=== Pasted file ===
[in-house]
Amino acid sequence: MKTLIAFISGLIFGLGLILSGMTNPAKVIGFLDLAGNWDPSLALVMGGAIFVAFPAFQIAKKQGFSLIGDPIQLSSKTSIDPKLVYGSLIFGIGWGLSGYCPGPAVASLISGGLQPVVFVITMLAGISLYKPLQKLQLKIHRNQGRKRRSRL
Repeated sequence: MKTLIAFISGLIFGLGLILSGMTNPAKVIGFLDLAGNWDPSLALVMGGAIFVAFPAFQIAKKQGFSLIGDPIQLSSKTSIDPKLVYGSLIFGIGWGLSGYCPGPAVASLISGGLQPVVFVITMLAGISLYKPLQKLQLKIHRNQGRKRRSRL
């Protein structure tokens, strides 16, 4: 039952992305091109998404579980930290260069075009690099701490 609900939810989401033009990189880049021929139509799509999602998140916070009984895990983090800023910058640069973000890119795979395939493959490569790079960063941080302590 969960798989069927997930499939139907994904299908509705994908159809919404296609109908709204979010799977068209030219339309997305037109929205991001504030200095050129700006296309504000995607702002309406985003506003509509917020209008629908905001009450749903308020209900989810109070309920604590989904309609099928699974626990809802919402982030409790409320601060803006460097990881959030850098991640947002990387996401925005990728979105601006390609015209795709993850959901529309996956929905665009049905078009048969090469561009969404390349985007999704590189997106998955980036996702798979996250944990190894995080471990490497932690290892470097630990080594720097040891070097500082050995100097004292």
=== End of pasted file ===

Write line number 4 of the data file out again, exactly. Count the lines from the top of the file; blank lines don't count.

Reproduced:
């Protein structure tokens, strides 16, 4: 039952992305091109998404579980930290260069075009690099701490 609900939810989401033009990189880049021929139509799509999602998140916070009984895990983090800023910058640069973000890119795979395939493959490569790079960063941080302590 969960798989069927997930499939139907994904299908509705994908159809919404296609109908709204979010799977068209030219339309997305037109929205991001504030200095050129700006296309504000995607702002309406985003506003509509917020209008629908905001009450749903308020209900989810109070309920604590989904309609099928699974626990809802919402982030409790409320601060803006460097990881959030850098991640947002990387996401925005990728979105601006390609015209795709993850959901529309996956929905665009049905078009048969090469561009969404390349985007999704590189997106998955980036996702798979996250944990190894995080471990490497932690290892470097630990080594720097040891070097500082050995100097004292």